Deep disagreements emerge as the United States and Russia enter into negotiations on Ukraine

WILMINGTON, Del. – After fierce talks between Presidents Joe Biden and Vladimir Putin on Russia’s troop build-up on the border with Ukraine, both sides insist they are hopeful that a way to ease tensions could open during diplomatic talks set for January.

But with less than two weeks left before senior US and Russian officials are due to meet in Geneva, the gap is deep and the prospect of finding an end to the crisis faces no shortage of complications.

Biden told reporters on Friday that he advised Putin, speaking on the phone a day earlier, that the forthcoming negotiations could only work if the Russian leader “de-escalated, not escalated, the situation” in the coming days. The US president said he was also trying to make it clear to Putin that the United States and its allies were ready to hit Russia with sanctions if the Russians further invade Ukraine.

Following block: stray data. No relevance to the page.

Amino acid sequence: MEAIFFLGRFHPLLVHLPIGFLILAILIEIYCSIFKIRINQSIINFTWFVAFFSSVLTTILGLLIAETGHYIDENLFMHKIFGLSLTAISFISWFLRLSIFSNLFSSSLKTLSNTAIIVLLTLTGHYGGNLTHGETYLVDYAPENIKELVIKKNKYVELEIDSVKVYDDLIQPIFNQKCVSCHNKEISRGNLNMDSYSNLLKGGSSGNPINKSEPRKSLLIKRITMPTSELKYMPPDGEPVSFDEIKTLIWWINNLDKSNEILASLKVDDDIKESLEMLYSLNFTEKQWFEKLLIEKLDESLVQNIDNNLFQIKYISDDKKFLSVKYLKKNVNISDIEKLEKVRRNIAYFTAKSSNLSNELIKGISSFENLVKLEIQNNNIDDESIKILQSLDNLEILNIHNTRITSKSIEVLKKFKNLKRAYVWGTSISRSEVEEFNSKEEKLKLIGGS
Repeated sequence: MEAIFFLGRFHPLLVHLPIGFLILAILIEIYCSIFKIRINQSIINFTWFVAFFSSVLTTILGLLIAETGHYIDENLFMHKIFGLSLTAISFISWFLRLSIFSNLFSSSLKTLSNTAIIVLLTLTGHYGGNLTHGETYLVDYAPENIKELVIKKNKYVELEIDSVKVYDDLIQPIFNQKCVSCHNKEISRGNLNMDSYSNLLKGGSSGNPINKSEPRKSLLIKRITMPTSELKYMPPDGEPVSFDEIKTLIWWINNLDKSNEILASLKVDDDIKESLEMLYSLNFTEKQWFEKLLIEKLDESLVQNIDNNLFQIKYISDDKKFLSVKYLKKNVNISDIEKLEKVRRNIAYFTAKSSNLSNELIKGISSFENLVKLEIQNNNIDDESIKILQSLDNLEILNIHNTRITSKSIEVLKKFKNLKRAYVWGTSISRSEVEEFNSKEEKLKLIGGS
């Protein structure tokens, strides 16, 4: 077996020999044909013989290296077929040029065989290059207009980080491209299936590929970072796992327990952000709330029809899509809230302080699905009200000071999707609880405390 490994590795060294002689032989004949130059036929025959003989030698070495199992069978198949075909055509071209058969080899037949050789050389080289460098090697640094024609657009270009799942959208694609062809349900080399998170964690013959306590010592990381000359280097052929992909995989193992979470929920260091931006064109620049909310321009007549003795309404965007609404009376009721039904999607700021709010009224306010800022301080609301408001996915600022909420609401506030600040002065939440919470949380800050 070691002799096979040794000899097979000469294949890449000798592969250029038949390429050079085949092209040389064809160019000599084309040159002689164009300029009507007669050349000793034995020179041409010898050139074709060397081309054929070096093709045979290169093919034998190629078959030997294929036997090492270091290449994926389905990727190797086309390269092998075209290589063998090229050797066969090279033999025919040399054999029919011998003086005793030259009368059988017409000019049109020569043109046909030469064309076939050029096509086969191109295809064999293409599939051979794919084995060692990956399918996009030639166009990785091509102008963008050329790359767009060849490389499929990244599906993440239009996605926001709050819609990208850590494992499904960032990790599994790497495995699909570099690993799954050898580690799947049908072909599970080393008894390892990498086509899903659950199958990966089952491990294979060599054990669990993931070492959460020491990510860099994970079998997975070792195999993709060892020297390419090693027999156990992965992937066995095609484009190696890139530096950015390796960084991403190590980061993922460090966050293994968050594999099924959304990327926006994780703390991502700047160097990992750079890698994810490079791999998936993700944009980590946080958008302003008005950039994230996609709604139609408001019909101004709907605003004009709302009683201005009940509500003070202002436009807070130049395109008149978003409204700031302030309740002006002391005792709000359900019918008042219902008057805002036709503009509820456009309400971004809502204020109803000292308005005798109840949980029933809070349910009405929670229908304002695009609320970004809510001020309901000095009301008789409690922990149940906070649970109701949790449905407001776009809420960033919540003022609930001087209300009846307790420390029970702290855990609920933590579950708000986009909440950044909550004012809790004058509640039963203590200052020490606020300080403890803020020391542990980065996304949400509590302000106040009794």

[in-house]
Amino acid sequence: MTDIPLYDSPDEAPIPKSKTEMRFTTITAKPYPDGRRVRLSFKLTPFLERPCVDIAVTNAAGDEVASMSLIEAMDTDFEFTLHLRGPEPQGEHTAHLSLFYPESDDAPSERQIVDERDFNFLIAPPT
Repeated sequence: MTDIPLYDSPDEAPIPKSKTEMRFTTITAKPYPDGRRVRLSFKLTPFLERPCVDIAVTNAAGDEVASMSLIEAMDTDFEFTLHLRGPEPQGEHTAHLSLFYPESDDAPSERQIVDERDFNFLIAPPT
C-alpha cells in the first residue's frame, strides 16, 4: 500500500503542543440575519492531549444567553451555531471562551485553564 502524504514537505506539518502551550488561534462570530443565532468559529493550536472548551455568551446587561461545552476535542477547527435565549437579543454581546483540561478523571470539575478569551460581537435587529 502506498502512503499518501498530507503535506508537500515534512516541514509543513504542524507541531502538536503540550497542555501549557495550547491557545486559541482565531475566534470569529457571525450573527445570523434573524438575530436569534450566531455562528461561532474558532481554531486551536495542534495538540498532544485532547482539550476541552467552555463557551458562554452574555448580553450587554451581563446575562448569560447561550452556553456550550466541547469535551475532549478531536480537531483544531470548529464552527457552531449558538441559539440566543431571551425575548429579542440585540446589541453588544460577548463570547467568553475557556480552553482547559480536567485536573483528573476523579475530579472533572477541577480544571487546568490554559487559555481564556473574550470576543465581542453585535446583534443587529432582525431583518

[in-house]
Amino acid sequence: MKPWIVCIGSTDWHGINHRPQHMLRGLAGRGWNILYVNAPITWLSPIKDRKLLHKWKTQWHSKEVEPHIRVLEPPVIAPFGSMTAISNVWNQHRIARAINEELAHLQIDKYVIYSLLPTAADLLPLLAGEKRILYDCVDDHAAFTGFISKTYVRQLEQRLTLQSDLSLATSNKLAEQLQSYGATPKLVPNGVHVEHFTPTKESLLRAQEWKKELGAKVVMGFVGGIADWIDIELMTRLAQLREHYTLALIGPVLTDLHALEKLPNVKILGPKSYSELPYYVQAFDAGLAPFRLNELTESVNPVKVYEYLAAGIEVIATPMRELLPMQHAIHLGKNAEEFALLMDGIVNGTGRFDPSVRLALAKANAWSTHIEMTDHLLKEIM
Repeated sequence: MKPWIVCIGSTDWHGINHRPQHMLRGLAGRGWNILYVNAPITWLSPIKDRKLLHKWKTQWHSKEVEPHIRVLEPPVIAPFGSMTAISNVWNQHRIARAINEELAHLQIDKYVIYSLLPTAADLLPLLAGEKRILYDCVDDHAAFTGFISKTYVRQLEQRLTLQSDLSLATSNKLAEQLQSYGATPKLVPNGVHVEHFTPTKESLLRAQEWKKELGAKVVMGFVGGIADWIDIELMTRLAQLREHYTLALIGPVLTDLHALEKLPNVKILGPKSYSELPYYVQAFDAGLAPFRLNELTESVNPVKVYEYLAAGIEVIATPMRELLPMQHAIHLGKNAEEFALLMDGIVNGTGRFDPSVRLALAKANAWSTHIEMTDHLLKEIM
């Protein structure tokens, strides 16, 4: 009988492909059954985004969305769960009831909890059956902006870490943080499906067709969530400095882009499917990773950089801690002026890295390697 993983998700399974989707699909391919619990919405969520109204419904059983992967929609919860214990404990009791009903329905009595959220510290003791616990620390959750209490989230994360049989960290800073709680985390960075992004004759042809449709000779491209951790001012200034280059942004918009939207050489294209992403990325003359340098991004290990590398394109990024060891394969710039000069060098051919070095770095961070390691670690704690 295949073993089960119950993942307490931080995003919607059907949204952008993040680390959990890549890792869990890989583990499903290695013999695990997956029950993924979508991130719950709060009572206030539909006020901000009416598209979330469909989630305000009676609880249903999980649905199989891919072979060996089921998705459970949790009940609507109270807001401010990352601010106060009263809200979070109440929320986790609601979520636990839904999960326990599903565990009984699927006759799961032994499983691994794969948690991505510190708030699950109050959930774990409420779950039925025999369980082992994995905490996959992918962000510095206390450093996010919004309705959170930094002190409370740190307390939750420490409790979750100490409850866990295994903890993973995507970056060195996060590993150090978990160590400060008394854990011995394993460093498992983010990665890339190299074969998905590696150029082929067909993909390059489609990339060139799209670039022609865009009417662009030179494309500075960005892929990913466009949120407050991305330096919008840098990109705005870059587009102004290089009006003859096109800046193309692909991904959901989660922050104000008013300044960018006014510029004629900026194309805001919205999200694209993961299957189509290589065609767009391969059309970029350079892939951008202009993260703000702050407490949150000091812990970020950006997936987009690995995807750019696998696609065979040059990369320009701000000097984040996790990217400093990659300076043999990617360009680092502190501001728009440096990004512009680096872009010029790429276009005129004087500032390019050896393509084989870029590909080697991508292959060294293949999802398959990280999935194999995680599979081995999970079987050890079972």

“I made it clear to President Putin that if he takes more steps into Ukraine, we will have severe sanctions,” Biden said. “We want to increase our presence in Europe with NATO allies.”

Meanwhile, Biden’s national security team on Friday turned their attention to the preparations for the Geneva talks, scheduled for 9-10. January, to discuss that Russia should gather about 100,000 soldiers on the border with Ukraine.

The Geneva negotiations, led by US Foreign Ministry officials, are scheduled to be followed by Russia-NATO Council negotiations and a meeting of the Organization for Security and Cooperation in Europe.